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On June 17, 1972, five burglars are arrested in the Democratic National Committee headquarters at the Watergate office and apartment complex in Washington, D.C. James McCord, Frank Sturgis, Bernard Barker, Virgilio Gonzalez, and Eugenio Martinez were apprehended in the early morning after a security guard at the Watergate noticed that several doors leading from the stairwell to various hallways had been taped to prevent them from locking.
[This story previously aired on Feb. 23, 2013. It was updated on June 15.]
(CBS NEWS) JEFFERSON CITY, Mo. -- I'm Erin Moriarty. I have been covering Ryan Ferguson's case now for more than seven years. Ferguson was charged with killing a man named Kent Heitholt on Halloween night 2001.
From the beginning, there was just something not right about this case. There was plenty of physical evidence at the crime scene -- hair, fingerprints and bloody shoe prints -- but none of it matched him.
The entire case hinged on one troubled accuser: Charles Erickson.
Bit by bit, the case against Ferguson has fallen apart, and yet, his conviction has been upheld time and time again. This time, however, an unexpected development may make a difference.
For the first time, Ferguson's accuser spoke publicly ... and what a story he told.
On June 15, 2005, more than two weeks after Natalee Holloway vanished while on a high school graduation trip to the Caribbean island of Aruba, police search the home of 17-year-old Joran Van der Sloot, one of the last known people to see the young woman alive. Although Van der Sloot would emerge as a prime suspect in the case, he was never charged. Holloway’s disappearance generated massive media attention in the United States; however, her body never has been found, and in 2012 she was declared legally dead.
On June 14, 1985, TWA Flight 847 from Athens to Rome is hijacked by terrorists who immediately demand to know the identity of ''those with Jewish-sounding names." Two of the Lebanese terrorists, armed with grenades and a 9-mm. pistol, then forced the plane to land in Beirut, Lebanon.
ST. LOUIS — Two men and two women were shot dead this afternoon in a murder-suicide at a health care business in St. Louis, a police source said.
The male shooter is among the four dead, police say. Officers recovered a semiautomatic handgun from the crime scene.
St. Louis Police Capt. Michael Sack said the dead were in their early 40s to mid-50s.
The shots were fired about 1:40 p.m. at the business, police say. Sack said surveillance video showed the shooter opened fire after having a brief argument with people inside the business.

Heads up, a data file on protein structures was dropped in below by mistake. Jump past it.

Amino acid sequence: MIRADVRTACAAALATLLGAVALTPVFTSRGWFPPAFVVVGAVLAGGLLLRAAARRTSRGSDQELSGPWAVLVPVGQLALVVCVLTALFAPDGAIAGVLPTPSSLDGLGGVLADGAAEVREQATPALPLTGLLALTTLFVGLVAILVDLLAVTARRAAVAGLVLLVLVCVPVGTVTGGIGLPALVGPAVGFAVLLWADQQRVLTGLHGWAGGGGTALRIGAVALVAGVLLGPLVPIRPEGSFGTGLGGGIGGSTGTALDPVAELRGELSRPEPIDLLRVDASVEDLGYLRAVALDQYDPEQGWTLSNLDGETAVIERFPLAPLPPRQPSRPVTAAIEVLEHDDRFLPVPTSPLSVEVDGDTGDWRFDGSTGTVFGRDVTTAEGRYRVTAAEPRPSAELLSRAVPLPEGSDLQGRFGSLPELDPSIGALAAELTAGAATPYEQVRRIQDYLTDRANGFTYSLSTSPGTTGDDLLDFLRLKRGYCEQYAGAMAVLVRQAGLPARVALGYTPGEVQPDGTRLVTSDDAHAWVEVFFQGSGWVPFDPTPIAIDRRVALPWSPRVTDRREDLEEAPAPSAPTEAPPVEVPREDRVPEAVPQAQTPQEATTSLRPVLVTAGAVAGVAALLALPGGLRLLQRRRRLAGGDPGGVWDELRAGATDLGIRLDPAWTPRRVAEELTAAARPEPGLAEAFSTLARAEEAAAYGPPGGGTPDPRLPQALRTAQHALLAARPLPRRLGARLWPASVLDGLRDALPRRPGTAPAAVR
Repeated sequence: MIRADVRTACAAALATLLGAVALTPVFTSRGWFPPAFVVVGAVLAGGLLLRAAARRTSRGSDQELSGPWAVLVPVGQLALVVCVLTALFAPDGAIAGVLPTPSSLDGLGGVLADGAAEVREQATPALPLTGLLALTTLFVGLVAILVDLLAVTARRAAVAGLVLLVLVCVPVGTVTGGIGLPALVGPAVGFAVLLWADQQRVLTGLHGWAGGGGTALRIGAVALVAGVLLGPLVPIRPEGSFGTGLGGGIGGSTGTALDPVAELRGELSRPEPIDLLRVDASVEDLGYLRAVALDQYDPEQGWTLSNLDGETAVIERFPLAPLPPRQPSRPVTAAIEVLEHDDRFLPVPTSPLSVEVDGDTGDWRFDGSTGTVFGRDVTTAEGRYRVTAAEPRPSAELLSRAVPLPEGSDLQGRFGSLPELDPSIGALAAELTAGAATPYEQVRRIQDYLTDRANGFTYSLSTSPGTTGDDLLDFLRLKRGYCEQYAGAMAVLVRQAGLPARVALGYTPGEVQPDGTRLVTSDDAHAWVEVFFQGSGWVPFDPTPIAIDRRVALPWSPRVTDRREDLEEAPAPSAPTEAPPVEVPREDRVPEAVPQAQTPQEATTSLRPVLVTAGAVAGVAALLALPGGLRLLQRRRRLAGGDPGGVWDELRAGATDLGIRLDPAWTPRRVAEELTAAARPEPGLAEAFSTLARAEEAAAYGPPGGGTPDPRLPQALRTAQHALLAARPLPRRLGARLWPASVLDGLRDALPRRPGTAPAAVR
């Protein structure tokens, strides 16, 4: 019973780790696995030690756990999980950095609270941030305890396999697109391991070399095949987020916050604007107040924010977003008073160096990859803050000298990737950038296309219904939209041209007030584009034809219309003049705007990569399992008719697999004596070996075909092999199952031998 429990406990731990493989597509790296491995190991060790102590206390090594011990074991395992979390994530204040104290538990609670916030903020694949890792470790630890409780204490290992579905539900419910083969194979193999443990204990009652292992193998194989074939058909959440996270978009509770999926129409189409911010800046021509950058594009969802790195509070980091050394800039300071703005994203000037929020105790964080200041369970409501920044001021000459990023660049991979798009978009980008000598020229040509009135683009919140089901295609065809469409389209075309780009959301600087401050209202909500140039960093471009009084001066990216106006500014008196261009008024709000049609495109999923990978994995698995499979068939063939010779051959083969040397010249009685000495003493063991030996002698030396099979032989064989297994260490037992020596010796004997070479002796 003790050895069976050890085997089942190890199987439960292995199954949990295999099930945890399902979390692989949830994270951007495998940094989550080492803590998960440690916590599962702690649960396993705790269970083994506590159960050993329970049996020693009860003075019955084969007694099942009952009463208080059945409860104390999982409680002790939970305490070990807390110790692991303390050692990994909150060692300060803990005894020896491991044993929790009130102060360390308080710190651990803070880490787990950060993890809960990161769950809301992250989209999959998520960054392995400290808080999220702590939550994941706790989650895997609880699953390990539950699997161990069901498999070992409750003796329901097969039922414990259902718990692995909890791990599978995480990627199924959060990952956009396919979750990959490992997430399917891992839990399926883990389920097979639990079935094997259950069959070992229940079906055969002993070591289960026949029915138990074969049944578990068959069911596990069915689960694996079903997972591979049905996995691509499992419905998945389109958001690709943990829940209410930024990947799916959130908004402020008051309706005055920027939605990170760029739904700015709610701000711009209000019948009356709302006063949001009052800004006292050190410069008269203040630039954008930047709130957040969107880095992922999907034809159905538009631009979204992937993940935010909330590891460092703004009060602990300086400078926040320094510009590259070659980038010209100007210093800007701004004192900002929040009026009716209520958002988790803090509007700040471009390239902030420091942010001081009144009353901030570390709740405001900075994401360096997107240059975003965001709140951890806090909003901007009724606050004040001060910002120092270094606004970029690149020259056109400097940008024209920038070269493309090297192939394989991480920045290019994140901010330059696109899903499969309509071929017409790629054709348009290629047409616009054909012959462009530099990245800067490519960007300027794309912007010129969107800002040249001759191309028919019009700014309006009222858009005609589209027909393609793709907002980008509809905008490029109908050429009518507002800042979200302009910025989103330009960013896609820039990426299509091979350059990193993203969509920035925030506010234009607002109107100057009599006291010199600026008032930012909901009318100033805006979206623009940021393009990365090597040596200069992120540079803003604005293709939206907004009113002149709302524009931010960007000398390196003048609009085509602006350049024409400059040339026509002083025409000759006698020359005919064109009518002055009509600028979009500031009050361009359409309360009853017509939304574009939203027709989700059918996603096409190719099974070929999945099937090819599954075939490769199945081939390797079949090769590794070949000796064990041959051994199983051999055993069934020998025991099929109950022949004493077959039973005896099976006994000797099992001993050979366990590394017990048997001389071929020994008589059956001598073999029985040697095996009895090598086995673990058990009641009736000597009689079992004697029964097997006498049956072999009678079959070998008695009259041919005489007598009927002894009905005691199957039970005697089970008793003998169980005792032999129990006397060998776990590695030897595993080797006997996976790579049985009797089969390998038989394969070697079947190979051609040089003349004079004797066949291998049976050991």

“We don’t know if this is a prior thing that carried over,” Sack said.
Michael Graff, who has a law office in the same building, said the health care business was owned and staffed by Somalian immigrants. He said he had heard heated arguing there on past occasions. Graff was not in the building Thursday when the shooting occurred.
Sack said the shooter appeared to be an employee or owner of the health care business, and that the victims were employees. No one else was injured.
The top leaders of one of Chicago’s most violent street gangs have been charged in a sweeping racketeering case that alleges they controlled their West Side drug empire through pattern of intimidation, kidnappings, shootings and murder dating back to the mid-1990s, according to an affidavit unsealed today in Cook County Criminal Court.
Before sunrise today, police armed with "no knock" search warrants fanned out across the Chicago area surprising dozens of leaders of the Black Souls, including Cornel Dawson, known as the gang’s chief, and Teron Odum, described as Dawson’s second-in-command. Also arrested were a number of “top runners” and “supervisors” who authorities say control the gang’s street operations.
The 78-page affidavit alleges the Black Souls ran an $11 million-a-year drug operation and protected the enterprise with violence that included at least seven murders from 1994 to 2012. In all, 23 members of the gang have been charged with racketeering conspiracy, while 18 more face state drug or weapons charges, authorities said.
On June 13, 2006, jurors began deliberations in the trial of Susan Polk, 48, for the October 2002 murder of her psychotherapist husband Felix Polk, 70, in a poolside cottage at the couple's Orinda, California home. Felix was stabbed and cut 27 times and had suffered blunt force trauma to the head.